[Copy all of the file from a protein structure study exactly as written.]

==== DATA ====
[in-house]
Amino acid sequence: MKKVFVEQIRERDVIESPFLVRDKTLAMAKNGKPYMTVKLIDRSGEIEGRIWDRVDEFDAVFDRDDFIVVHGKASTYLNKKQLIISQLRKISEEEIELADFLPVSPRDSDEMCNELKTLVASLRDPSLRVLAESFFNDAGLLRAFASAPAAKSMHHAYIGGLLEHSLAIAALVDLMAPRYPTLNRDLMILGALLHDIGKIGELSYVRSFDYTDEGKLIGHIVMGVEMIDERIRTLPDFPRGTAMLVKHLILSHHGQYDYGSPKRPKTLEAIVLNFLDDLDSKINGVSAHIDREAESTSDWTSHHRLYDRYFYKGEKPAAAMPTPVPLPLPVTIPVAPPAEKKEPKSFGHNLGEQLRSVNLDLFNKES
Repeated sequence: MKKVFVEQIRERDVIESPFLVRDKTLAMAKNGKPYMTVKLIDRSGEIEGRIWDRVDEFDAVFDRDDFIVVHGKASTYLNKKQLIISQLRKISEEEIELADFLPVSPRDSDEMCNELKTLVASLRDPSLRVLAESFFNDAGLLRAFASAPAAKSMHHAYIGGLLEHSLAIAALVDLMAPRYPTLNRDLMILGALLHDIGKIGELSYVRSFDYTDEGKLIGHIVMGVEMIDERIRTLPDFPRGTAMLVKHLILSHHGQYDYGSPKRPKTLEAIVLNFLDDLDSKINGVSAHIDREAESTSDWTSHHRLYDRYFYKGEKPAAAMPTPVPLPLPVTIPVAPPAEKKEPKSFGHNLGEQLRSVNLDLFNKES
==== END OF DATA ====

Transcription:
[in-house]
Amino acid sequence: MKKVFVEQIRERDVIESPFLVRDKTLAMAKNGKPYMTVKLIDRSGEIEGRIWDRVDEFDAVFDRDDFIVVHGKASTYLNKKQLIISQLRKISEEEIELADFLPVSPRDSDEMCNELKTLVASLRDPSLRVLAESFFNDAGLLRAFASAPAAKSMHHAYIGGLLEHSLAIAALVDLMAPRYPTLNRDLMILGALLHDIGKIGELSYVRSFDYTDEGKLIGHIVMGVEMIDERIRTLPDFPRGTAMLVKHLILSHHGQYDYGSPKRPKTLEAIVLNFLDDLDSKINGVSAHIDREAESTSDWTSHHRLYDRYFYKGEKPAAAMPTPVPLPLPVTIPVAPPAEKKEPKSFGHNLGEQLRSVNLDLFNKES
Repeated sequence: MKKVFVEQIRERDVIESPFLVRDKTLAMAKNGKPYMTVKLIDRSGEIEGRIWDRVDEFDAVFDRDDFIVVHGKASTYLNKKQLIISQLRKISEEEIELADFLPVSPRDSDEMCNELKTLVASLRDPSLRVLAESFFNDAGLLRAFASAPAAKSMHHAYIGGLLEHSLAIAALVDLMAPRYPTLNRDLMILGALLHDIGKIGELSYVRSFDYTDEGKLIGHIVMGVEMIDERIRTLPDFPRGTAMLVKHLILSHHGQYDYGSPKRPKTLEAIVLNFLDDLDSKINGVSAHIDREAESTSDWTSHHRLYDRYFYKGEKPAAAMPTPVPLPLPVTIPVAPPAEKKEPKSFGHNLGEQLRSVNLDLFNKES